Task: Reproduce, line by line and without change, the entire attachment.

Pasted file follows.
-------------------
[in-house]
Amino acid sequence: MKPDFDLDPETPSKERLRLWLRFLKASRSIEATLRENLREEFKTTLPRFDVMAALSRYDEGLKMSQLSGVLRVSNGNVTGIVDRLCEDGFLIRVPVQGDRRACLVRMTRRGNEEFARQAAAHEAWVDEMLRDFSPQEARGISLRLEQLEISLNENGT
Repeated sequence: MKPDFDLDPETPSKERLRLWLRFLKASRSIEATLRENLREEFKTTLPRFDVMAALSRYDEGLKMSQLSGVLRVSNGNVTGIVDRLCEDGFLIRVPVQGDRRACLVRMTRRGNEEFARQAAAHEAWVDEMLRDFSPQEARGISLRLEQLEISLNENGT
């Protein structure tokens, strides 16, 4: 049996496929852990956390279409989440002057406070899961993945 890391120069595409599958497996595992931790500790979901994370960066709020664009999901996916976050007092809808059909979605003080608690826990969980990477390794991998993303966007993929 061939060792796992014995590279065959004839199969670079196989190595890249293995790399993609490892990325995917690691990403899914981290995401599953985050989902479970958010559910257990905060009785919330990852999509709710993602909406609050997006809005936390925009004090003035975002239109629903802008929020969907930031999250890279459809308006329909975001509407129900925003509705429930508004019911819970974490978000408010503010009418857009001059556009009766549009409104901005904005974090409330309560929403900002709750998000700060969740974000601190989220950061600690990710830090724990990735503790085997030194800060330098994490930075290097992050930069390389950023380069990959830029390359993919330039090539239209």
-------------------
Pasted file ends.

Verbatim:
[in-house]
Amino acid sequence: MKPDFDLDPETPSKERLRLWLRFLKASRSIEATLRENLREEFKTTLPRFDVMAALSRYDEGLKMSQLSGVLRVSNGNVTGIVDRLCEDGFLIRVPVQGDRRACLVRMTRRGNEEFARQAAAHEAWVDEMLRDFSPQEARGISLRLEQLEISLNENGT
Repeated sequence: MKPDFDLDPETPSKERLRLWLRFLKASRSIEATLRENLREEFKTTLPRFDVMAALSRYDEGLKMSQLSGVLRVSNGNVTGIVDRLCEDGFLIRVPVQGDRRACLVRMTRRGNEEFARQAAAHEAWVDEMLRDFSPQEARGISLRLEQLEISLNENGT
């Protein structure tokens, strides 16, 4: 049996496929852990956390279409989440002057406070899961993945 890391120069595409599958497996595992931790500790979901994370960066709020664009999901996916976050007092809808059909979605003080608690826990969980990477390794991998993303966007993929 061939060792796992014995590279065959004839199969670079196989190595890249293995790399993609490892990325995917690691990403899914981290995401599953985050989902479970958010559910257990905060009785919330990852999509709710993602909406609050997006809005936390925009004090003035975002239109629903802008929020969907930031999250890279459809308006329909975001509407129900925003509705429930508004019911819970974490978000408010503010009418857009001059556009009766549009409104901005904005974090409330309560929403900002709750998000700060969740974000601190989220950061600690990710830090724990990735503790085997030194800060330098994490930075290097992050930069390389950023380069990959830029390359993919330039090539239209």